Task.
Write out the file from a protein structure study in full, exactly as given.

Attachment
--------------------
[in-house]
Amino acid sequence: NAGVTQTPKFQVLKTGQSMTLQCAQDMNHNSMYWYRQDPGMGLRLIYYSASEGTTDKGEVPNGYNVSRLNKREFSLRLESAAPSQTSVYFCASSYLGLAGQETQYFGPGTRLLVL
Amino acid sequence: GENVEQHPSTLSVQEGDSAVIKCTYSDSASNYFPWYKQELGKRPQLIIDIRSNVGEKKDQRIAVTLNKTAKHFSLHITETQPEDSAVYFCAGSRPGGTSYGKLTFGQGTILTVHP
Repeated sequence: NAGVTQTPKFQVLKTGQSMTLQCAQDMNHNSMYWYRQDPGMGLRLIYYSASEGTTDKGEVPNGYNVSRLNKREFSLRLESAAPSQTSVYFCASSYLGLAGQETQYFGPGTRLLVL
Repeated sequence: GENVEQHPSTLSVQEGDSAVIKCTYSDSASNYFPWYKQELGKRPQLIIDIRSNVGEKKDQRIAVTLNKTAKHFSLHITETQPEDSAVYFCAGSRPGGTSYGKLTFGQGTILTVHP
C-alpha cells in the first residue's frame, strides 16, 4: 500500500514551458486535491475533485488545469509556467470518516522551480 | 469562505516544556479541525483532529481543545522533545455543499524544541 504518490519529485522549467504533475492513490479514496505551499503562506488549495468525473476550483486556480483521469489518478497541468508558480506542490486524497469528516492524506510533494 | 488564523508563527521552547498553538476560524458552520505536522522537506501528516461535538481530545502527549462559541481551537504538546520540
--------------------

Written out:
[in-house]
Amino acid sequence: NAGVTQTPKFQVLKTGQSMTLQCAQDMNHNSMYWYRQDPGMGLRLIYYSASEGTTDKGEVPNGYNVSRLNKREFSLRLESAAPSQTSVYFCASSYLGLAGQETQYFGPGTRLLVL
Amino acid sequence: GENVEQHPSTLSVQEGDSAVIKCTYSDSASNYFPWYKQELGKRPQLIIDIRSNVGEKKDQRIAVTLNKTAKHFSLHITETQPEDSAVYFCAGSRPGGTSYGKLTFGQGTILTVHP
Repeated sequence: NAGVTQTPKFQVLKTGQSMTLQCAQDMNHNSMYWYRQDPGMGLRLIYYSASEGTTDKGEVPNGYNVSRLNKREFSLRLESAAPSQTSVYFCASSYLGLAGQETQYFGPGTRLLVL
Repeated sequence: GENVEQHPSTLSVQEGDSAVIKCTYSDSASNYFPWYKQELGKRPQLIIDIRSNVGEKKDQRIAVTLNKTAKHFSLHITETQPEDSAVYFCAGSRPGGTSYGKLTFGQGTILTVHP
C-alpha cells in the first residue's frame, strides 16, 4: 500500500514551458486535491475533485488545469509556467470518516522551480 | 469562505516544556479541525483532529481543545522533545455543499524544541 504518490519529485522549467504533475492513490479514496505551499503562506488549495468525473476550483486556480483521469489518478497541468508558480506542490486524497469528516492524506510533494 | 488564523508563527521552547498553538476560524458552520505536522522537506501528516461535538481530545502527549462559541481551537504538546520540